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Why Dog Lovers Should Care About California Proposition 37

The ballot initiative involves labeling requirements for food -- and dog food -- that contains genetically modified organisms.

 |  Oct 19th 2012  |   10 Contributions


The general election is less than a month away, and California voters face a ballot initiative involving genetically modified food. Dog owners should give this one some thought.

It's Proposition 37, the California Right to Know Genetically Modified Food Act. It would require most genetically engineered food sold in California to be labeled, with a few exceptions. So, if salmon is genetically modified and farm-raised, or cereal is made with "GMO" corn ("genetically modified organism"), consumers would be able to read that on the package label.

Most environmental groups support Proposition 37, while the majority of the scientific community opposes it. Both sides are collecting donations to further their goals. According to the Organic Consumers Association, "Monsanto and Dow and DuPont and major food processors like Pepsi and Coca-Cola have already put up $25 million to defeat GMO labeling in California." The controversial biotech firm Monsanto is the leading donor to the No On 37 campaign, according to the group, having provided more than $7 million.

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Some food was engineered in a lab. Do you believe that fact should be on the label? Photo: Experiments with fruits in laboratory in blue light by Shutterstock

Why should dog owners care, even if feeding and eating organic food isn't a high priority? Because if you care about the ingredients in your dog's food, it could get very difficult to find out what you're feeding your furry family member. Shortly after he was elected, President Obama promised, "We'll let folks know whether their food has been genetically modified, because Americans should know what they are buying."

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Food-labeling could help you help your dog with digestive issues. Photo: Beagle puppy pushing shopping cart filled with dog food by Shutterstock

If Proposition 37 is defeated, labels won't tell us whether genetically modified organisms are in that bag or can of dog food. Many dog food brands are manufactured using GMO corn as a filler ingredient in addition to meat taken from animals fed GMO corn. So if your dog develops a digestive issue, say, it will  be that much harder for Spot's vet to make a diagnosis if Spot's owners don't know exactly what their dog has been eating.

As someone who reads food ingredient panels very carefully, especially pet-food ingredient panels, I'm all for transparency in labeling. I have digestive issues, and I eat organic as often as possible. (Even my preferred multivitamin brand is non-GMO: it's New Chapter Organics.) I cannot risk ingesting genetically modified foods, because they don't agree with me physically. I know from experience that when I scarf something made of nonorganic corn -- which is to say, GMO corn -- I always regret it, no matter how delicious that taco or movie-theater popcorn was at the time I ate it, because I get very sick to my stomach. But when I diligently avoid GMO food, I'm fine.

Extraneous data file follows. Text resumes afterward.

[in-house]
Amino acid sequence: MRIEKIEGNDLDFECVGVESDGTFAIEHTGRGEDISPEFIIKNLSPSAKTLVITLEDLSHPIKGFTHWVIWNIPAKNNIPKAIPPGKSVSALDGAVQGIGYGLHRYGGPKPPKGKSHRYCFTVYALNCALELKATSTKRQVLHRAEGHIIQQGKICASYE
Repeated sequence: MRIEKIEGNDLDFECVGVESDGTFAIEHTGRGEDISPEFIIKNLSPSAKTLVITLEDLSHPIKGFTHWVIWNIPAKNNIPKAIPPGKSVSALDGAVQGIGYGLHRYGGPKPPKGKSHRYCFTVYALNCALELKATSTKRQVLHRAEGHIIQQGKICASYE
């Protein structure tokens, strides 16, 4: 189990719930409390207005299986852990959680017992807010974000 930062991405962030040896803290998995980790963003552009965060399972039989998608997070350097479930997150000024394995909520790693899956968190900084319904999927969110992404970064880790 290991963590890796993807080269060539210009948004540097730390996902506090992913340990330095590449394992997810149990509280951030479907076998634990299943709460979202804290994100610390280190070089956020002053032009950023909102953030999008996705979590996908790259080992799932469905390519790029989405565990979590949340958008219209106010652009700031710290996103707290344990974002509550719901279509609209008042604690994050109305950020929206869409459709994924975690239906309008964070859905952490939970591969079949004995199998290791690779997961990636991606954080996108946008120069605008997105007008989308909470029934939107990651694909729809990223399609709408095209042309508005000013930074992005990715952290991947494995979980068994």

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What's inside? How can you tell? Photo: Group of food tin cans with empty white label on a white background by Shutterstock
 

Incidentally, if you offer Spot the occasional popcorn treat, you might be interested to know that conventional, nonorganic popcorn is on the U.S. Food and Drug Administration's 1999 Total Diet Study that lists the top 10 foods most contaminated with pesticides and chemicals. Nonorganic popcorn is listed as containing toxic chlordane, dieldrin, and toxaphene. (Also on the people-food front, I was surprised to learn that Horizon, producers of supposedly organic dairy products that I trusted for years, is on the "No on 37" side, so I've stopped purchasing its products.)

What we don't know about the foods we consume and feed our loved ones could hurt us. Many dogs have digestive issues. As our pets' guardians, we risk their well-being if we inadvertently feed them food whose ingredients we can't readily identify. So in order to make an informed decision as to what -- and what not -- to feed our dogs, we need to know what's in the package we're buying. It's as simple as that.

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Knowledge is power -- and that applies to food labels. Photo: Portrait of mature man showing bag of dog food to female customer by Shutterstock

Dogster readers, is this an issue that's close to you?

Please take a moment to read up on this issue, follow @CARightToKnow on Twitter, and make an informed choice on Election Day.

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